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LHIN failures make cutbacks more difficult -- but beware the future, Ontario

Health care slashers and right-wingers are beginning to understand the pickle they are in over the falling faith in the the LHINs, the Liberal government's instrument of choice to cut health care services.  Here's the conclusion of today's Ottawa Citizen editorial:

With an aging population and rising health-care budgets,it is difficult to imagine a year in which every health network in the province doesn't face some very tough decisions involving a region's crucial health-care services. Without public trust, those decisions will be much harder, if not impossible. Which is why Marin's (the Ombudsman) findings are crucial.

Indeed, LHIN imposed cuts will be harder now that the LHINs have been discredited.  (What a pity!)  But this won't stop those cuts.

And here's another troubling thought.  If the LHINs are becoming blunt instruments,  another instrument may be introduced to make the cuts down the road. 

In other provinces the trend has been for governments to make health care decision-making even more remote from local communities and even less politically accountable.  (Alberta, for example, recently removed its regional health boards and established a single province-wide [and politically remote] health care board.)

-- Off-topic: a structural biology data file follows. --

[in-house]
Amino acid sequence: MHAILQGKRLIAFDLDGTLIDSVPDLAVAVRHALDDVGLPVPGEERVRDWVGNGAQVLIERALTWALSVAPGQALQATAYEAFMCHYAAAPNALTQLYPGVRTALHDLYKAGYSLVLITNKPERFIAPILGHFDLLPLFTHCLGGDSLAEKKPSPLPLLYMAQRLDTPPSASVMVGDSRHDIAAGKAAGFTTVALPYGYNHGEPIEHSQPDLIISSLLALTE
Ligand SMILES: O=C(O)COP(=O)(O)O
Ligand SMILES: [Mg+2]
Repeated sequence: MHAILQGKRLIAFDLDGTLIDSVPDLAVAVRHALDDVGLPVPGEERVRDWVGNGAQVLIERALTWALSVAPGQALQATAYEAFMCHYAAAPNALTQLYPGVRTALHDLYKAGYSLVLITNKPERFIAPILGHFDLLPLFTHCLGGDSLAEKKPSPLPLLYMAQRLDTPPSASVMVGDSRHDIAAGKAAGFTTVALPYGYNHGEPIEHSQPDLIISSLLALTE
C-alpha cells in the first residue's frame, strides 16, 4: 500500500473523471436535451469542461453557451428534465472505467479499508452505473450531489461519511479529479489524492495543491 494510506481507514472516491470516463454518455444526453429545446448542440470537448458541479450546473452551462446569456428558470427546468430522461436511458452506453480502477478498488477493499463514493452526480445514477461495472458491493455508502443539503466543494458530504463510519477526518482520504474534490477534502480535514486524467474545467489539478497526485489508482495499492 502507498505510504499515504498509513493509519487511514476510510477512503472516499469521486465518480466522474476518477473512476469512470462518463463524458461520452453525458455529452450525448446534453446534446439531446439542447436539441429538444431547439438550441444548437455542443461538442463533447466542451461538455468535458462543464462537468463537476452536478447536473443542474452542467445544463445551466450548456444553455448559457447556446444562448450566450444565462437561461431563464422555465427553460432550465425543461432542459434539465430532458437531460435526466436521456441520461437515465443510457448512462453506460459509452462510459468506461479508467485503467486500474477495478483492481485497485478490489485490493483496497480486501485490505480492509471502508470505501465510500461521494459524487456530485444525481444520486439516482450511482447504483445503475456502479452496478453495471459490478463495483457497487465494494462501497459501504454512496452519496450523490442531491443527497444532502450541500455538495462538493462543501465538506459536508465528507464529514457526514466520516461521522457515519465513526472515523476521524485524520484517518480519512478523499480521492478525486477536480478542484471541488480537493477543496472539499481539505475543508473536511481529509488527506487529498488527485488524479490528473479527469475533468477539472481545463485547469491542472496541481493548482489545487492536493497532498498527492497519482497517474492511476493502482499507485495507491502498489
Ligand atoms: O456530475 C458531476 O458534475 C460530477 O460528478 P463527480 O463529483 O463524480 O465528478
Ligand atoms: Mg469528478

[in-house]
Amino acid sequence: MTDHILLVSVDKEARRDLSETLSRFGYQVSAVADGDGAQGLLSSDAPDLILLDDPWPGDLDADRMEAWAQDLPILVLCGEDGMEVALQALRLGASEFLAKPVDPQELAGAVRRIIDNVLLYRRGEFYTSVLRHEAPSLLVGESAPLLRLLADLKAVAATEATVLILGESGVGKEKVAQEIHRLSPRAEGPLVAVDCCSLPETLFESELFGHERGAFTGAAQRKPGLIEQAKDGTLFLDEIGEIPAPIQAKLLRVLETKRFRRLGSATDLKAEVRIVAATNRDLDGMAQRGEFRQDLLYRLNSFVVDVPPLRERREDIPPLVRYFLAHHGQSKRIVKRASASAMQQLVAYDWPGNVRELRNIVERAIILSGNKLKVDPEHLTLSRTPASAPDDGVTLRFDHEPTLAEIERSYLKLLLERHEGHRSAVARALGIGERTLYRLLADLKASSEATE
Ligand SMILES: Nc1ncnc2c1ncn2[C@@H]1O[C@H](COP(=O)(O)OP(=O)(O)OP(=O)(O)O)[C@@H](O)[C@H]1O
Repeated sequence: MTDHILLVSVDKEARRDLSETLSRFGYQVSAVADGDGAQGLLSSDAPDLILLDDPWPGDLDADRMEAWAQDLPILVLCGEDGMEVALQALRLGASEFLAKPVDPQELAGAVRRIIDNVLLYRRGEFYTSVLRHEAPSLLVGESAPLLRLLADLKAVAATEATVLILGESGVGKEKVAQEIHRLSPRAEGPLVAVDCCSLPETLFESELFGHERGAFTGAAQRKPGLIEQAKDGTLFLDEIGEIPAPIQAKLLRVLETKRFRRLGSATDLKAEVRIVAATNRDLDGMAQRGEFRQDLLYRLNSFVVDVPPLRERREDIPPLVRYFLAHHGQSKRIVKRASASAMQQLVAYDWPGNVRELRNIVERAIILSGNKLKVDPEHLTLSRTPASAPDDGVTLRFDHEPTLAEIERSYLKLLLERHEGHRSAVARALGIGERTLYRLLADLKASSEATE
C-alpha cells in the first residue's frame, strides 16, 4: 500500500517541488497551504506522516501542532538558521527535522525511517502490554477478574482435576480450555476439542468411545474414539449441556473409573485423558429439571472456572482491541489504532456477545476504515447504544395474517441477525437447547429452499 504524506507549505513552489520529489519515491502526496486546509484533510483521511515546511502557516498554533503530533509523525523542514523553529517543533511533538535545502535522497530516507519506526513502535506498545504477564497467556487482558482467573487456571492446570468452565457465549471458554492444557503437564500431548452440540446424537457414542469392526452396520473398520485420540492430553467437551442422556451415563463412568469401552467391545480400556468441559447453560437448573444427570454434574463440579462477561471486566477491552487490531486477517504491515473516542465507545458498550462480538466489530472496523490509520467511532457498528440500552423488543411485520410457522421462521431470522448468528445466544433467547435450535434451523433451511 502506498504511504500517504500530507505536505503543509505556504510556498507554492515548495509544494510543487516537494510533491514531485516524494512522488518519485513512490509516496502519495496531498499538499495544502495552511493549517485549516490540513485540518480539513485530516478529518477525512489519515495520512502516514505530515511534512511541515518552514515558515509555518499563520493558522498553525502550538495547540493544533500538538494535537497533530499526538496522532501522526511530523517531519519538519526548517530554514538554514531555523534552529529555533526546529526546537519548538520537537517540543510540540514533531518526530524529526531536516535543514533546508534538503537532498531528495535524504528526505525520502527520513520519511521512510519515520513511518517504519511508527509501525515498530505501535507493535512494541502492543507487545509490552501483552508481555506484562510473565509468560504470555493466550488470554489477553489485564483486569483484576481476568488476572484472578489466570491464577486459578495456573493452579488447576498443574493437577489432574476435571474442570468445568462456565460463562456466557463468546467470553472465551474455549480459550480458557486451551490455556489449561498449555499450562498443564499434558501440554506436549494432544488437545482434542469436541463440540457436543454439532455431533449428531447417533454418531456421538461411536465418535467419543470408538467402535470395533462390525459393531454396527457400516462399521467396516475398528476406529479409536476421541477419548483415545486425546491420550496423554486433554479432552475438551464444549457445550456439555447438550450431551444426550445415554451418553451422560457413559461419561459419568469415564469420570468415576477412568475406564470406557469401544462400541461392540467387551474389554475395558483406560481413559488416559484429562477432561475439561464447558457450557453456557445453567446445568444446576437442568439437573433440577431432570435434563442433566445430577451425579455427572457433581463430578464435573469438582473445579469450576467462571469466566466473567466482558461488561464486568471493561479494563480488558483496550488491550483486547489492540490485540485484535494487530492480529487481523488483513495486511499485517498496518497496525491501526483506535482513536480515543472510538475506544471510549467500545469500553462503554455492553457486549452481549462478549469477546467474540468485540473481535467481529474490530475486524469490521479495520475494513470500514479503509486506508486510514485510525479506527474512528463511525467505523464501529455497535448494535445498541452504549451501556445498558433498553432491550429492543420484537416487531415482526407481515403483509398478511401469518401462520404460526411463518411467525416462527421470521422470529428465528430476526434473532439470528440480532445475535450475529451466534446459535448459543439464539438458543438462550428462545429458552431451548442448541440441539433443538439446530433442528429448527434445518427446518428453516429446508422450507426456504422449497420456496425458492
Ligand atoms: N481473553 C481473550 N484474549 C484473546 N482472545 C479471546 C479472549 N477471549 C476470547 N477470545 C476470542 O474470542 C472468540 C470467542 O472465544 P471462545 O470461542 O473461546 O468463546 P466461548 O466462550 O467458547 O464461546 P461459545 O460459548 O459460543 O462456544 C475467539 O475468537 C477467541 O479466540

And such a change, I fear, is quite a possible outcome of further "reform" of health care decision-making in Ontario.

That's not to say we should ease up on the Liberals, or the LHINs, as they cut hospital services.  Just that, given the balance of forces, our struggle for universal, comprehensive and accessible public health care is not going to be subject to easy victories, now or into the foreseeable future.  In the interim, we are just going to have to keep chipping away, and point out the problems on the horizon as loudly and as clearly as we can.


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